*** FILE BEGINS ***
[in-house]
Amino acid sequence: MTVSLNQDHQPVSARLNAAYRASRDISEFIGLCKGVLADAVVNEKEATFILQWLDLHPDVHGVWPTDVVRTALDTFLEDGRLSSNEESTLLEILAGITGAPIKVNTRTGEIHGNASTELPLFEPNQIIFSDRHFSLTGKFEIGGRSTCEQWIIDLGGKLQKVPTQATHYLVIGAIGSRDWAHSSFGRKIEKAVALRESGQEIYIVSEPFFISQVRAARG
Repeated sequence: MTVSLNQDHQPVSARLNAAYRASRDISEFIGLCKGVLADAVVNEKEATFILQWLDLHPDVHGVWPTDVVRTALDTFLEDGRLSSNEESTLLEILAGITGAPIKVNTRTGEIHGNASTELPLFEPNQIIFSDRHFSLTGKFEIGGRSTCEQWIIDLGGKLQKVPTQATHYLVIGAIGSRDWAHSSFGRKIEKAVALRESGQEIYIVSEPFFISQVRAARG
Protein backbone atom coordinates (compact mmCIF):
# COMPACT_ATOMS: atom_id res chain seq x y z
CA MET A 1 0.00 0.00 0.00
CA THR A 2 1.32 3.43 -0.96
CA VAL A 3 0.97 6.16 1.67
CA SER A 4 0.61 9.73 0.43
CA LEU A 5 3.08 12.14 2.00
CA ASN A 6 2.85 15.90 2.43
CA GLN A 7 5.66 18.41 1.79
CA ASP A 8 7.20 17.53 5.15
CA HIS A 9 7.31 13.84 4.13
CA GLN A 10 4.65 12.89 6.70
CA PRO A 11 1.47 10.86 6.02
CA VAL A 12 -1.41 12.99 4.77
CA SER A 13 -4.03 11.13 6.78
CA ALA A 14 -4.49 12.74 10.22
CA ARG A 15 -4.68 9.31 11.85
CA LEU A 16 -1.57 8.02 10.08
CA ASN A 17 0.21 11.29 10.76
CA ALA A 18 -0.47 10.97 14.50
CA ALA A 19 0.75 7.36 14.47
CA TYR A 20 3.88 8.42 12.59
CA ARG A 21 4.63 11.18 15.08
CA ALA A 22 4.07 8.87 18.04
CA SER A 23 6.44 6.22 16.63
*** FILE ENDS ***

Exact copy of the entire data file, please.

[in-house]
Amino acid sequence: MTVSLNQDHQPVSARLNAAYRASRDISEFIGLCKGVLADAVVNEKEATFILQWLDLHPDVHGVWPTDVVRTALDTFLEDGRLSSNEESTLLEILAGITGAPIKVNTRTGEIHGNASTELPLFEPNQIIFSDRHFSLTGKFEIGGRSTCEQWIIDLGGKLQKVPTQATHYLVIGAIGSRDWAHSSFGRKIEKAVALRESGQEIYIVSEPFFISQVRAARG
Repeated sequence: MTVSLNQDHQPVSARLNAAYRASRDISEFIGLCKGVLADAVVNEKEATFILQWLDLHPDVHGVWPTDVVRTALDTFLEDGRLSSNEESTLLEILAGITGAPIKVNTRTGEIHGNASTELPLFEPNQIIFSDRHFSLTGKFEIGGRSTCEQWIIDLGGKLQKVPTQATHYLVIGAIGSRDWAHSSFGRKIEKAVALRESGQEIYIVSEPFFISQVRAARG
Protein backbone atom coordinates (compact mmCIF):
# COMPACT_ATOMS: atom_id res chain seq x y z
CA MET A 1 0.00 0.00 0.00
CA THR A 2 1.32 3.43 -0.96
CA VAL A 3 0.97 6.16 1.67
CA SER A 4 0.61 9.73 0.43
CA LEU A 5 3.08 12.14 2.00
CA ASN A 6 2.85 15.90 2.43
CA GLN A 7 5.66 18.41 1.79
CA ASP A 8 7.20 17.53 5.15
CA HIS A 9 7.31 13.84 4.13
CA GLN A 10 4.65 12.89 6.70
CA PRO A 11 1.47 10.86 6.02
CA VAL A 12 -1.41 12.99 4.77
CA SER A 13 -4.03 11.13 6.78
CA ALA A 14 -4.49 12.74 10.22
CA ARG A 15 -4.68 9.31 11.85
CA LEU A 16 -1.57 8.02 10.08
CA ASN A 17 0.21 11.29 10.76
CA ALA A 18 -0.47 10.97 14.50
CA ALA A 19 0.75 7.36 14.47
CA TYR A 20 3.88 8.42 12.59
CA ARG A 21 4.63 11.18 15.08
CA ALA A 22 4.07 8.87 18.04
CA SER A 23 6.44 6.22 16.63